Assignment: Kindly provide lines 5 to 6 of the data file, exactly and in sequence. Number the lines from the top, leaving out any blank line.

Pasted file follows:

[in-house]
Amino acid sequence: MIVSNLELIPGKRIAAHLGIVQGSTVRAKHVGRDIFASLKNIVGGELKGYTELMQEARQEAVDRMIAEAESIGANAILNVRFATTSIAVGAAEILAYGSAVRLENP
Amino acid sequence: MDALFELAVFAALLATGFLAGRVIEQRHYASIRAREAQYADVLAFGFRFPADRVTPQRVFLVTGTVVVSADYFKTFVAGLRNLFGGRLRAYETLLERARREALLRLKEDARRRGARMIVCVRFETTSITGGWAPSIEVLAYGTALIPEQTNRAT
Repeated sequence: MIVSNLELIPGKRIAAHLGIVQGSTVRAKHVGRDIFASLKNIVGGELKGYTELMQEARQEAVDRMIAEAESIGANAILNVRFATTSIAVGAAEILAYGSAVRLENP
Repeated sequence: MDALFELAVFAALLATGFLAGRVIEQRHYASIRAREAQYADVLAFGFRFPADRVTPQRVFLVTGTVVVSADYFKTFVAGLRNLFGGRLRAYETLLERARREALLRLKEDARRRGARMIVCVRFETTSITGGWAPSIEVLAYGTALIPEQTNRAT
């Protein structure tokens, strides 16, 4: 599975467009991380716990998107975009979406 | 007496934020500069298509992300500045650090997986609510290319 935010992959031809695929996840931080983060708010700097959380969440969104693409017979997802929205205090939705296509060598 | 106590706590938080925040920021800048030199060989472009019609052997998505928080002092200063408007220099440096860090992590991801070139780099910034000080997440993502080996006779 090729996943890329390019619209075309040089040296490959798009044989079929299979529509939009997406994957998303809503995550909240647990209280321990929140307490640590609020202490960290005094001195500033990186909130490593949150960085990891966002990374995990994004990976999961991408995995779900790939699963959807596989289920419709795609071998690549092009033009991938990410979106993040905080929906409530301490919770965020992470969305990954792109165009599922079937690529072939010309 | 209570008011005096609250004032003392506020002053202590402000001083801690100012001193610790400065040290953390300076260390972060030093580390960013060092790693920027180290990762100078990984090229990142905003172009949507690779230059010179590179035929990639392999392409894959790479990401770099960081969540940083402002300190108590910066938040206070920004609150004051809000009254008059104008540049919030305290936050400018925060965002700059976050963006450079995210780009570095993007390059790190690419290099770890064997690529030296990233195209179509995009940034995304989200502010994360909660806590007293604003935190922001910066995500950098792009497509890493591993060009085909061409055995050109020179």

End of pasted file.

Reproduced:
Repeated sequence: MDALFELAVFAALLATGFLAGRVIEQRHYASIRAREAQYADVLAFGFRFPADRVTPQRVFLVTGTVVVSADYFKTFVAGLRNLFGGRLRAYETLLERARREALLRLKEDARRRGARMIVCVRFETTSITGGWAPSIEVLAYGTALIPEQTNRAT
């Protein structure tokens, strides 16, 4: 599975467009991380716990998107975009979406 | 007496934020500069298509992300500045650090997986609510290319 935010992959031809695929996840931080983060708010700097959380969440969104693409017979997802929205205090939705296509060598 | 106590706590938080925040920021800048030199060989472009019609052997998505928080002092200063408007220099440096860090992590991801070139780099910034000080997440993502080996006779 090729996943890329390019619209075309040089040296490959798009044989079929299979529509939009997406994957998303809503995550909240647990209280321990929140307490640590609020202490960290005094001195500033990186909130490593949150960085990891966002990374995990994004990976999961991408995995779900790939699963959807596989289920419709795609071998690549092009033009991938990410979106993040905080929906409530301490919770965020992470969305990954792109165009599922079937690529072939010309 | 209570008011005096609250004032003392506020002053202590402000001083801690100012001193610790400065040290953390300076260390972060030093580390960013060092790693920027180290990762100078990984090229990142905003172009949507690779230059010179590179035929990639392999392409894959790479990401770099960081969540940083402002300190108590910066938040206070920004609150004051809000009254008059104008540049919030305290936050400018925060965002700059976050963006450079995210780009570095993007390059790190690419290099770890064997690529030296990233195209179509995009940034995304989200502010994360909660806590007293604003935190922001910066995500950098792009497509890493591993060009085909061409055995050109020179």